For the past eight weeks, Blue Jay Barrens has averaged less than one tenth of an inch of rain per week. The evidence of drought conditions is easy to see. The lawn is a widely accepted drought monitoring tool. The traditional non-native lawn grasses require cool, wet conditions in which to thrive. Taking away the water and adding heat causes the grass to indicate its stressed condition by changing from green to yellow to brown to gray as it shuts down all systems and enters dormancy for the duration of the inhospitable conditions. My lawn has reached that last color stage. The next step is for the dried grass blades to crumble and blow away.
You certainly can’t have a drought without a dried and cracked pond bottom. There’s still some moisture being held down in the pond sediments, so plants growing there can remain green for a while yet.
Drought means death to many creatures and it’s the young that normally die first. This young box turtle was baked by the sun as it tried to cross an open barren. This is the second hatchling box turtle I’ve found this year. I hope the first is faring better.
Despite the No Burn warnings, there’s always someone who insists on burning their accumulated rubbish in the middle of a drought. Fortunately, I’ve never been the recipient of a runaway fire, although I know a few people who have.
It’s definitely a drought when native species begin to show the signs of moisture deprivation. The prairie grasses should be putting on rapid growth now, but many look like they’ve given up trying.
In an effort to reduce moisture loss, the grass leaves curl to reduce the amount of leaf area exposed to the drying air. This makes the grass clump look like a collection of pale green knitting needles.
It’s not just the grass that’s looking stressed. The more shallow rooted plants are becoming severely wilted. Many of these plants are adapted to growing in extremely dry conditions, but that doesn’t mean they come through a drought unscathed. If conditions remain unchanged for a few more weeks, the top growth will die back on these plants. The roots and rhizomes will remain alive, but even some of those will be lost if drought conditions persist for several more months. Despite these losses, the population will benefit by the elimination of competing plants that have a lower tolerance to drought. Next year’s growth may make up for all of the blooms that have been lost this year.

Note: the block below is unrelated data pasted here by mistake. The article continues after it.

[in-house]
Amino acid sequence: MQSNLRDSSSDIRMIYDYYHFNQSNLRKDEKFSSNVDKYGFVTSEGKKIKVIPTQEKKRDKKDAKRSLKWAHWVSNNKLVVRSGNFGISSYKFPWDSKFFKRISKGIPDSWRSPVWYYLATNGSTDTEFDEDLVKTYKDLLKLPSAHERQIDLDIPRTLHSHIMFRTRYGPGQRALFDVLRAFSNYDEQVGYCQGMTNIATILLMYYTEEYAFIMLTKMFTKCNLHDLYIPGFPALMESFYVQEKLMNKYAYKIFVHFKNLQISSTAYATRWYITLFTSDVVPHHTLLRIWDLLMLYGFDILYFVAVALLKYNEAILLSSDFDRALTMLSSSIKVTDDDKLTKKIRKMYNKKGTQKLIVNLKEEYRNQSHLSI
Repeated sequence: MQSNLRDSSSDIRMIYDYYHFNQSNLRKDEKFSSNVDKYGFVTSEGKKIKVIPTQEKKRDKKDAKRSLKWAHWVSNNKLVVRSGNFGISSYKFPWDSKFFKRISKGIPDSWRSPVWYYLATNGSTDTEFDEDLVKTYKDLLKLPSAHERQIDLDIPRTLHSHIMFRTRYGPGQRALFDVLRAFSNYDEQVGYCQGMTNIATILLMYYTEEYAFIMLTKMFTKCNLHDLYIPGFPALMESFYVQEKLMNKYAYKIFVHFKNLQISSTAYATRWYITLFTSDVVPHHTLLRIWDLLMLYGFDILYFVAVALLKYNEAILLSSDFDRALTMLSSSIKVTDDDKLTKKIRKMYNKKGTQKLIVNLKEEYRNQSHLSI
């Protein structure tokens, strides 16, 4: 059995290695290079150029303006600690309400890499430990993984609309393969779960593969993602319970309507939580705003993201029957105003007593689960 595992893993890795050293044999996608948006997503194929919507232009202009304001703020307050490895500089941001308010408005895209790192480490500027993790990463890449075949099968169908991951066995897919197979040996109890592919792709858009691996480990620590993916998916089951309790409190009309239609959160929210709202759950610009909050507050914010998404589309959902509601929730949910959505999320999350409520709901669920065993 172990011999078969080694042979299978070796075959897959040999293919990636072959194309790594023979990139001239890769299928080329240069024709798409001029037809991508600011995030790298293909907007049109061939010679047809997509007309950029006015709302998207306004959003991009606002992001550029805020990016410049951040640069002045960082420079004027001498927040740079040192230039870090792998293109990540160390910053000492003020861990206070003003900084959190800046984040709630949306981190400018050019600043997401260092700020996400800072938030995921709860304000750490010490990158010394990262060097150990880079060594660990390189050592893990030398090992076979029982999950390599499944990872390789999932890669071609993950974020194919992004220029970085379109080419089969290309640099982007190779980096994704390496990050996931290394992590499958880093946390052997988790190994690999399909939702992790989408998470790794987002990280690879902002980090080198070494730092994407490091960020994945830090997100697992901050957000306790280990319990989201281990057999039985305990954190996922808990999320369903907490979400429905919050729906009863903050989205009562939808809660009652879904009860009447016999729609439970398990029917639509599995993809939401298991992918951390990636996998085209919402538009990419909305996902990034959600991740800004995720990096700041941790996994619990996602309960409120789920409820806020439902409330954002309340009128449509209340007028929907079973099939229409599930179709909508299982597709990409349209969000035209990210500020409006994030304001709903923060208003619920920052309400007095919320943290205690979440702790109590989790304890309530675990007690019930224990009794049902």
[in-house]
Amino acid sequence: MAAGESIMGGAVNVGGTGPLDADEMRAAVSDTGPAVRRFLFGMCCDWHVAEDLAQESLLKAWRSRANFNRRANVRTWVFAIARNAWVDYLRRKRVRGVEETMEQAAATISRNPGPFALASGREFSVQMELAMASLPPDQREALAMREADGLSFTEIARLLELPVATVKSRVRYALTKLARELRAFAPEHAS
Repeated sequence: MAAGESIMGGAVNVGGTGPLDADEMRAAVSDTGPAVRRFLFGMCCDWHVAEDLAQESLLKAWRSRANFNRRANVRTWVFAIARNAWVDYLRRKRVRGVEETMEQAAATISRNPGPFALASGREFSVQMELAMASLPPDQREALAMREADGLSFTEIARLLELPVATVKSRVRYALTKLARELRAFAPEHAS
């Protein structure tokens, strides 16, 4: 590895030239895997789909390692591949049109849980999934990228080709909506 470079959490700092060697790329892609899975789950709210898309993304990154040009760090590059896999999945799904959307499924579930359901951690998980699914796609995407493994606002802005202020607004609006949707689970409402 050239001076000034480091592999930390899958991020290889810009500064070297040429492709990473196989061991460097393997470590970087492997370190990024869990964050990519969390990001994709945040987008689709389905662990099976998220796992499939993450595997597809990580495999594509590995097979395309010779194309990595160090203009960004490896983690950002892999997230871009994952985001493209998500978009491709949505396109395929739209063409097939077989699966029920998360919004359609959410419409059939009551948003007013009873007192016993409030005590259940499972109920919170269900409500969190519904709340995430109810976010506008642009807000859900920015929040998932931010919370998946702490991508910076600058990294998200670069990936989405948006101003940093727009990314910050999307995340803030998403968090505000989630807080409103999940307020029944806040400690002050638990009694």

Larger plants with more extensive root systems are also suffering. Wingstem usually presents a brilliant display of blooms in July. These plants have only reached two-thirds of their normal growth and may not flower at all.
Some of the less drought tolerant shrubs are beginning to droop. Flowering Dogwood is usually little affected by late season droughts because they have already produced their fruit crop for the year. They are at a distinct disadvantage when the drought begins in May. A prolonged early season drought can cause significant losses of top growth. There may be a lot of bare branches showing next spring.
The Dogwood leaves have stopped curling and hang like leather strips from the branches. They began the year with the promise of a bountiful season and now that is all gone.
Many other shrubs are aborting their attempts at fruit production. The Smooth Sumac that earlier displayed massive flower clusters, now present bare stems. Sumac growing in slightly wetter areas managed to produce fruit, but a rough estimate indicates 80 percent of the potential sumac fruit was lost. The long range forecast gives a slight chance of rain over the next several days. If rainfall patterns get back to normal, many plants will rebound. If the rains continue to pass us by, it’s going to be a really depressing summer.